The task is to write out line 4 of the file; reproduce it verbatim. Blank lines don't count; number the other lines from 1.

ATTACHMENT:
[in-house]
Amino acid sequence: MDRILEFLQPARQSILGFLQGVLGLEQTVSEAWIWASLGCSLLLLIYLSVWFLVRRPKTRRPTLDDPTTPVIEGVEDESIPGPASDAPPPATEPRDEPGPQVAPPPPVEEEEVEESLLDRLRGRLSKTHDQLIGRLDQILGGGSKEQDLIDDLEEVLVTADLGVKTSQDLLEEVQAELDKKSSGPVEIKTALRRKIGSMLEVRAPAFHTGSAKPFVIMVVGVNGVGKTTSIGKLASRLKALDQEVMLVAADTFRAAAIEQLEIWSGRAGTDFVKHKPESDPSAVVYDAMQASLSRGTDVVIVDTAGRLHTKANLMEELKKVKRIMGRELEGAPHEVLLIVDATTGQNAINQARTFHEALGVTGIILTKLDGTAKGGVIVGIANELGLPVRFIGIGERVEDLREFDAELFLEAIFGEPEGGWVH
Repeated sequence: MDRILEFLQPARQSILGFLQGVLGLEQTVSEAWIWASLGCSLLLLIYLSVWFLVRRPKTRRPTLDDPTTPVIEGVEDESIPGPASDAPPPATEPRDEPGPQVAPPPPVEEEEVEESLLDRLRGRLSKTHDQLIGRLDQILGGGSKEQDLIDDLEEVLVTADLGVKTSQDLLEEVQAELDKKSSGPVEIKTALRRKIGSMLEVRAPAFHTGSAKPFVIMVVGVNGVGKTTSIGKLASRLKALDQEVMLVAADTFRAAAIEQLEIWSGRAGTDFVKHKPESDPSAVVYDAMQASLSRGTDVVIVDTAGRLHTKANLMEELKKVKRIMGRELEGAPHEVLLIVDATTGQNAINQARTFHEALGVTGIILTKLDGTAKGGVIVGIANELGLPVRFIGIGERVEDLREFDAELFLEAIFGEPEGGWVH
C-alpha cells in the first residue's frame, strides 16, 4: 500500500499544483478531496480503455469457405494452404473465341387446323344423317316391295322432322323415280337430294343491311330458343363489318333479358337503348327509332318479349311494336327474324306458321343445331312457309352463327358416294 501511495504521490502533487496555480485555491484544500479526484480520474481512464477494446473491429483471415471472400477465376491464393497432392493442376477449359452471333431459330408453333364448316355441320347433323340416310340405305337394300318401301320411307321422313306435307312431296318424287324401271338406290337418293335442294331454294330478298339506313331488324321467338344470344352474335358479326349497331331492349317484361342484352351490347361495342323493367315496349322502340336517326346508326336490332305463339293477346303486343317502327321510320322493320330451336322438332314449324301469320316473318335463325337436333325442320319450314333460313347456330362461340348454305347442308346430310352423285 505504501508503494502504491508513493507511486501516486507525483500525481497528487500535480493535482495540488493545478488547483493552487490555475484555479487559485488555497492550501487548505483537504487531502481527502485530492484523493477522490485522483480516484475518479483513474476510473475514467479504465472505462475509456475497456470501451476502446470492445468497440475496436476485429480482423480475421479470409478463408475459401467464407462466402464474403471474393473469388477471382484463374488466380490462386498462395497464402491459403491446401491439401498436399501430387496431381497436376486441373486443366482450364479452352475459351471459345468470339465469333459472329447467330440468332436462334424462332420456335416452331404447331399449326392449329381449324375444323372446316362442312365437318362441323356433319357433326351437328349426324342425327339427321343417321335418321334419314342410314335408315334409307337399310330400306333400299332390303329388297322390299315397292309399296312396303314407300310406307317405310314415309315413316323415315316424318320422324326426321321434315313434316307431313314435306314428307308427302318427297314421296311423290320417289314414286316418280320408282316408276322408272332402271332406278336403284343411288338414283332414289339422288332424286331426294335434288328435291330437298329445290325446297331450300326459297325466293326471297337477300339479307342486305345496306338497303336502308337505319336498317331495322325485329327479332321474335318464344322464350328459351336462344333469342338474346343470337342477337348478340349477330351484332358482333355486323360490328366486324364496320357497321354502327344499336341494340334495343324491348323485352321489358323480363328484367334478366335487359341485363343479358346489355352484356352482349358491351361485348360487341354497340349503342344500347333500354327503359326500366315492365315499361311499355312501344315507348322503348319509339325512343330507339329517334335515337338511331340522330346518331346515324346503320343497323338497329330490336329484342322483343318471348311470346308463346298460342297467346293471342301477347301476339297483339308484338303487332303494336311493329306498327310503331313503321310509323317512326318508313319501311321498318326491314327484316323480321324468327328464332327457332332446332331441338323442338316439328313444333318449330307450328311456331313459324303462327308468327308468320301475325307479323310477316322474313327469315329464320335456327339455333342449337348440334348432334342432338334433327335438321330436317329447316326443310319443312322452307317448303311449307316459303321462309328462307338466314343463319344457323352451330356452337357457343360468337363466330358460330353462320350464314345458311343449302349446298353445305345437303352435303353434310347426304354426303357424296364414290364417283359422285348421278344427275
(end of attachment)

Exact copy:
C-alpha cells in the first residue's frame, strides 16, 4: 500500500499544483478531496480503455469457405494452404473465341387446323344423317316391295322432322323415280337430294343491311330458343363489318333479358337503348327509332318479349311494336327474324306458321343445331312457309352463327358416294 501511495504521490502533487496555480485555491484544500479526484480520474481512464477494446473491429483471415471472400477465376491464393497432392493442376477449359452471333431459330408453333364448316355441320347433323340416310340405305337394300318401301320411307321422313306435307312431296318424287324401271338406290337418293335442294331454294330478298339506313331488324321467338344470344352474335358479326349497331331492349317484361342484352351490347361495342323493367315496349322502340336517326346508326336490332305463339293477346303486343317502327321510320322493320330451336322438332314449324301469320316473318335463325337436333325442320319450314333460313347456330362461340348454305347442308346430310352423285 505504501508503494502504491508513493507511486501516486507525483500525481497528487500535480493535482495540488493545478488547483493552487490555475484555479487559485488555497492550501487548505483537504487531502481527502485530492484523493477522490485522483480516484475518479483513474476510473475514467479504465472505462475509456475497456470501451476502446470492445468497440475496436476485429480482423480475421479470409478463408475459401467464407462466402464474403471474393473469388477471382484463374488466380490462386498462395497464402491459403491446401491439401498436399501430387496431381497436376486441373486443366482450364479452352475459351471459345468470339465469333459472329447467330440468332436462334424462332420456335416452331404447331399449326392449329381449324375444323372446316362442312365437318362441323356433319357433326351437328349426324342425327339427321343417321335418321334419314342410314335408315334409307337399310330400306333400299332390303329388297322390299315397292309399296312396303314407300310406307317405310314415309315413316323415315316424318320422324326426321321434315313434316307431313314435306314428307308427302318427297314421296311423290320417289314414286316418280320408282316408276322408272332402271332406278336403284343411288338414283332414289339422288332424286331426294335434288328435291330437298329445290325446297331450300326459297325466293326471297337477300339479307342486305345496306338497303336502308337505319336498317331495322325485329327479332321474335318464344322464350328459351336462344333469342338474346343470337342477337348478340349477330351484332358482333355486323360490328366486324364496320357497321354502327344499336341494340334495343324491348323485352321489358323480363328484367334478366335487359341485363343479358346489355352484356352482349358491351361485348360487341354497340349503342344500347333500354327503359326500366315492365315499361311499355312501344315507348322503348319509339325512343330507339329517334335515337338511331340522330346518331346515324346503320343497323338497329330490336329484342322483343318471348311470346308463346298460342297467346293471342301477347301476339297483339308484338303487332303494336311493329306498327310503331313503321310509323317512326318508313319501311321498318326491314327484316323480321324468327328464332327457332332446332331441338323442338316439328313444333318449330307450328311456331313459324303462327308468327308468320301475325307479323310477316322474313327469315329464320335456327339455333342449337348440334348432334342432338334433327335438321330436317329447316326443310319443312322452307317448303311449307316459303321462309328462307338466314343463319344457323352451330356452337357457343360468337363466330358460330353462320350464314345458311343449302349446298353445305345437303352435303353434310347426304354426303357424296364414290364417283359422285348421278344427275